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Werbart, A. (2000). Our need of taboo: pictures of violence and mourning difficulties. Free Associations, 8(2):21-48.

(2000). Free Associations, 8(2):21-48

Our need of taboo: pictures of violence and mourning difficulties

Andrzej Werbart

In memory of Lajos Székely

Contemporary pictures of man's violence and sexuality destroy boundaries between “me” and “not-me”, fiction and reality, the portrayal and what is being portrayed, good and evil, living and dead, human and non-human, guarded by ancient taboos. This plays a part in our longing to transgress the ego's boundaries. Descriptions of violence and perversion may lead to traumatising intra-psychic consequences if they penetrate the skin ego or contribute to its dissolution. The presence of an intermediate Narrator, who is responsible for a certain psychic preprocessing, may, on the contrary, contribute to our leaving the role of the passive viewer and becoming an active witness. Such accounts can help us to mourn and to accept the loss of our infantile omnipotence.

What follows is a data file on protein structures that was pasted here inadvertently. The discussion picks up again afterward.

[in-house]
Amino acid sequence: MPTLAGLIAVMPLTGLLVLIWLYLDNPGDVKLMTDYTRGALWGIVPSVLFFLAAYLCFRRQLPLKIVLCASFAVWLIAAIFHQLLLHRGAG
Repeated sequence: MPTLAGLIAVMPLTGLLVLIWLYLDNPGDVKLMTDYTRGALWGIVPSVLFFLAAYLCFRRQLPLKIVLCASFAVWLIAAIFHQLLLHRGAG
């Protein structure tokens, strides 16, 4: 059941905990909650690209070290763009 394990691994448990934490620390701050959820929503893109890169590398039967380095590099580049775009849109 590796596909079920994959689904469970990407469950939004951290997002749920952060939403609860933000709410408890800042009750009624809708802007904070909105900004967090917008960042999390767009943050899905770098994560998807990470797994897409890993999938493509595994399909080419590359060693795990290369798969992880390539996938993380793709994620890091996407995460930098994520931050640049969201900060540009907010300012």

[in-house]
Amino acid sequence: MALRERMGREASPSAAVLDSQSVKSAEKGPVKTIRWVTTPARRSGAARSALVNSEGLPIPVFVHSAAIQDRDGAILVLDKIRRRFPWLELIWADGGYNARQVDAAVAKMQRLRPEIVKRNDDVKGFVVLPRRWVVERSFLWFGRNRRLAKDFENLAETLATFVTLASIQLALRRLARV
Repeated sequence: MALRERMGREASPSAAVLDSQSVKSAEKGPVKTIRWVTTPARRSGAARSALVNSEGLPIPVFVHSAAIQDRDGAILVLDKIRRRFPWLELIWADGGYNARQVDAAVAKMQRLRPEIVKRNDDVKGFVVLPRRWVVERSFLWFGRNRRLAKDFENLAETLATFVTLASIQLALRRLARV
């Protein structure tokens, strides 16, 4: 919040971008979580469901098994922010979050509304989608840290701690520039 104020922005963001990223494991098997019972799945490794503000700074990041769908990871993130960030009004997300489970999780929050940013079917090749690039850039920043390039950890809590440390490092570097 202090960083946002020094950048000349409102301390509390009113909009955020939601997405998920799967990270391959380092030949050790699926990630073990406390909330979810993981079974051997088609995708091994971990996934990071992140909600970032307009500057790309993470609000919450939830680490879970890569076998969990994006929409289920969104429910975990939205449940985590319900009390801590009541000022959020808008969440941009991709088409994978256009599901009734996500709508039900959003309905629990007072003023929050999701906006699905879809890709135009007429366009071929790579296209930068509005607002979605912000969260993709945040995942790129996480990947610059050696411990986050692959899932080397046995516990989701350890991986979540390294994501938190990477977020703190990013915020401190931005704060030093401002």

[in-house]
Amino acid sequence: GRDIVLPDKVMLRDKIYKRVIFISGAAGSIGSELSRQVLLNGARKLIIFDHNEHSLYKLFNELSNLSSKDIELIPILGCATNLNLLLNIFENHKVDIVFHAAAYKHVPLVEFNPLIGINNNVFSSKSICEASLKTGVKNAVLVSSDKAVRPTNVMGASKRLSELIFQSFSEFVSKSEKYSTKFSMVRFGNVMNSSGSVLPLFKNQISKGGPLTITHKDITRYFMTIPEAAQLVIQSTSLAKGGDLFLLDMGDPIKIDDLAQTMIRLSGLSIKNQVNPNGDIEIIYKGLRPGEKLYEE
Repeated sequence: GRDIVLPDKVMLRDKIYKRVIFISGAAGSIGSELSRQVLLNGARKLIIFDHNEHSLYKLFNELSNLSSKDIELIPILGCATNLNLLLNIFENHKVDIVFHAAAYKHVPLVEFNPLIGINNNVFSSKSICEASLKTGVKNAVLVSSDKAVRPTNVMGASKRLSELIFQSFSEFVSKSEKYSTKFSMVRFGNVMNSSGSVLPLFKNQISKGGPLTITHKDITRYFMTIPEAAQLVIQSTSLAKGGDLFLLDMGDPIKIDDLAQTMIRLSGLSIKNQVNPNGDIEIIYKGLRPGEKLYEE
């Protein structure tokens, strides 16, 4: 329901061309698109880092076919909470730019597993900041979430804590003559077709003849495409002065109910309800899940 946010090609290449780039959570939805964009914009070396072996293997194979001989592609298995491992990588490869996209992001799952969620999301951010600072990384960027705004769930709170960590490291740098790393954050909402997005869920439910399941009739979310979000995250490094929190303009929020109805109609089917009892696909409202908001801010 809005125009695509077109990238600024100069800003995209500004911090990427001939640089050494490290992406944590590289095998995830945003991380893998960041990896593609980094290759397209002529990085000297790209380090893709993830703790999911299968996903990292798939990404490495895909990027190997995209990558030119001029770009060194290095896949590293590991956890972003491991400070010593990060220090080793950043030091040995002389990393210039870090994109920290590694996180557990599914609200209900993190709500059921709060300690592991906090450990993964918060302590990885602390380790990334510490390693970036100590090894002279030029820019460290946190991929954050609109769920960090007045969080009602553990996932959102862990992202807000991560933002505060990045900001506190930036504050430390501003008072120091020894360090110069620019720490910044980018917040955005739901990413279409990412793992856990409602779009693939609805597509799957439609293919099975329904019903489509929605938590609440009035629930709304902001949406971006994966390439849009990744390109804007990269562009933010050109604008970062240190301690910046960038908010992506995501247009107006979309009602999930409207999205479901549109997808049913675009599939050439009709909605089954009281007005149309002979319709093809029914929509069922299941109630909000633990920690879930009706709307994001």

Can Everything be Depicted? Where has the boundary been drawn for what is permissible? When is the description of reality no longer ethical? What inner need in man leads to his effort to go repeatedly beyond the boundaries of the permissible, to see all and show all? And what are the consequences for our psyche, for our inner life, of new technical approaches by which pictures of what is happening in various places in the world can be spread so rapidly, without regard to distance? Questions like this are being posed today not only by professional opinion-makers but also by the man in the street, who is confronted by pictures of violence, suffering, death and perversion even in the sanctity of his home. Psychoanalytical experience is not ineffectual in the face of these questions even if it cannot offer firm backing for a pronouncement about how it really is today or how it ought to be.

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